Okay, let’s get it out of the way: the Mets are 1-0, tied for first place. They beat the Atlanta Braves before an almost capacity crowd at Citi Field. In the spring sunshine you can’t blame the hope springing eternal in the minds of Mets fans, holding their collective breaths to see if Johan Santana could pitch again. Pitch he did – five scoreless innings- and there was a feeling like all was possible, even if it was only for just one day.
There is something about returning to the park on Opening Day, kind of like the first day of school with the smell of newly sharpened pencils, the new clean notebooks, and the bright clothes for another year. There is the smell of spring, the freshly cut grass, the odor of hot dogs, the crunch of the Crackerjacks, and the soda that tastes better than the stuff from a can. There is the crack of the bat, the roar of the crowd, and the feeling that you’re home again, sitting in that blue seat in an ocean of orange and blue shirts cheering for the team you love. What could be better than that?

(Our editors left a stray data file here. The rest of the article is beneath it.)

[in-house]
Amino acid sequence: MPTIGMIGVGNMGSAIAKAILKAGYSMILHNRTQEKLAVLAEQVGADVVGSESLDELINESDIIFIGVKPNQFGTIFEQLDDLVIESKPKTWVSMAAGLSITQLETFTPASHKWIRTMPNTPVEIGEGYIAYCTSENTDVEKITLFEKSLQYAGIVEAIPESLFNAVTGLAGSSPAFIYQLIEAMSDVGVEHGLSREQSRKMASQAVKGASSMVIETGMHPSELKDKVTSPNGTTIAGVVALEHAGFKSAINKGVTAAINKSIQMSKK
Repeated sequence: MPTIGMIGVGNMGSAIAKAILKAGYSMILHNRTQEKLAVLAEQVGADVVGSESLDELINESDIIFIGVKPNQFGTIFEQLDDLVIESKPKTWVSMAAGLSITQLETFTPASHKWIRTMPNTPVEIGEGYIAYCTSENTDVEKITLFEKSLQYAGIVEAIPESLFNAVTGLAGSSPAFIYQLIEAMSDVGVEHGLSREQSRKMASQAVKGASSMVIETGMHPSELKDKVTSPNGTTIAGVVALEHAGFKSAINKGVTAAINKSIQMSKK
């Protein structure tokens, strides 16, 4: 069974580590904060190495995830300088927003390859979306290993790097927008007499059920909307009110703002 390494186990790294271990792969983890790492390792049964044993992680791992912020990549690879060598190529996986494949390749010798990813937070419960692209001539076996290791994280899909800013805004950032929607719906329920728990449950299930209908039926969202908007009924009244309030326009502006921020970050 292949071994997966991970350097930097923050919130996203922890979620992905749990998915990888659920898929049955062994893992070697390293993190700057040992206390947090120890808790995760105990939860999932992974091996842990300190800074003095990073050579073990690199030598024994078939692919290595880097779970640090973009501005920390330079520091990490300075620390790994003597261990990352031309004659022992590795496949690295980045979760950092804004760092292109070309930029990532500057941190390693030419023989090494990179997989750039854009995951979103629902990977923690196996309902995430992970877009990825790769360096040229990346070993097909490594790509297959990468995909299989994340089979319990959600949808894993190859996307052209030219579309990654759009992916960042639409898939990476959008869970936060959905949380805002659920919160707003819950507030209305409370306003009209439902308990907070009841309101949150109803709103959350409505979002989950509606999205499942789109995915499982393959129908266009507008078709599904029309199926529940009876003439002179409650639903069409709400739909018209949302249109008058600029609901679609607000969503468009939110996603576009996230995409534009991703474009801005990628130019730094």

Before the game there was the usual pomp and circumstance befitting Opening Day. Everyone looked good in new uniforms, and young and old Mets were on hand for the occasion and to honor Gary Carter. There was a feeling that the Kid was there, hovering over the stadium as a presence almost as powerful as his smile once had been in the clubhouse so long ago.
The Mets wore Carter’s Number 8 on their batting practice jerseys as a tribute to Carter, and then would wear the black home plate “Kid 8” icon that they will wear on their right sleeve all season. Current Mets “kids” like Lucas Duda, Dillon Gee, Justin Turner, and Josh Thole may not have ever played with Carter (or were even born before that great 1986 season), but they all know how much Carter meant here and they honored him as much as guys like Ron Darling, Keith Hernandez, and Bobby Ojeda who played with him.
It was hard to keep a dry eye when Carter’s family stood in the outfield against the wall when the tribute in center field was revealed. That home plate icon will be there where it should be, reminding everyone of the true “center” of that 1986 team, the guy who kept things together when they could easily have fallen apart. It was a fitting tribute to a great guy, and the Mets and their fans showed the reverence that was deserved on this day.
So in the spring sunshine we Mets fans had our day. Despite predictions of the team losing 100 games this year and being abysmal to watch, this day proved that there is hope. Santana threw those five innings, David Wright knocked in the only run, and fans had something to cheer about. Carter was honored and the fans went home happy. There’s a long season ahead, but Mets fans are smiling today and they have a right to enjoy it. It was a great day to be a Mets fan.
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